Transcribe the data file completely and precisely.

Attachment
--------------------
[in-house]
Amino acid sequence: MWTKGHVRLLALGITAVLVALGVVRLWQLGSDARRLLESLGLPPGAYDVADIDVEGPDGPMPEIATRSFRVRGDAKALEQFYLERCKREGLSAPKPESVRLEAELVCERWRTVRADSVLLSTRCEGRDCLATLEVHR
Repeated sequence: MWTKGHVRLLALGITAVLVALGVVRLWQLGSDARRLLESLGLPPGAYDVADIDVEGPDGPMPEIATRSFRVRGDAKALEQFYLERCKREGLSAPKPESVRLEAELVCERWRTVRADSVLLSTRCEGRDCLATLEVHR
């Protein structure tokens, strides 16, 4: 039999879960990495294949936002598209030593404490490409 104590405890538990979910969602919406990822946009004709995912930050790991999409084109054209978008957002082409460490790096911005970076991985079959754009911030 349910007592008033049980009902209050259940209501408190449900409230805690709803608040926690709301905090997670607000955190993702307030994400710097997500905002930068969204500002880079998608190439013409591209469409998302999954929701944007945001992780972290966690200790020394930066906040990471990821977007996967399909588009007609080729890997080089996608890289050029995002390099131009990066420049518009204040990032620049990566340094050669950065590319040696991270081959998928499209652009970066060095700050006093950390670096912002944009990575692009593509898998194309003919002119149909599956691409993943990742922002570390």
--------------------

[in-house]
Amino acid sequence: MWTKGHVRLLALGITAVLVALGVVRLWQLGSDARRLLESLGLPPGAYDVADIDVEGPDGPMPEIATRSFRVRGDAKALEQFYLERCKREGLSAPKPESVRLEAELVCERWRTVRADSVLLSTRCEGRDCLATLEVHR
Repeated sequence: MWTKGHVRLLALGITAVLVALGVVRLWQLGSDARRLLESLGLPPGAYDVADIDVEGPDGPMPEIATRSFRVRGDAKALEQFYLERCKREGLSAPKPESVRLEAELVCERWRTVRADSVLLSTRCEGRDCLATLEVHR
């Protein structure tokens, strides 16, 4: 039999879960990495294949936002598209030593404490490409 104590405890538990979910969602919406990822946009004709995912930050790991999409084109054209978008957002082409460490790096911005970076991985079959754009911030 349910007592008033049980009902209050259940209501408190449900409230805690709803608040926690709301905090997670607000955190993702307030994400710097997500905002930068969204500002880079998608190439013409591209469409998302999954929701944007945001992780972290966690200790020394930066906040990471990821977007996967399909588009007609080729890997080089996608890289050029995002390099131009990066420049518009204040990032620049990566340094050669950065590319040696991270081959998928499209652009970066060095700050006093950390670096912002944009990575692009593509898998194309003919002119149909599956691409993943990742922002570390």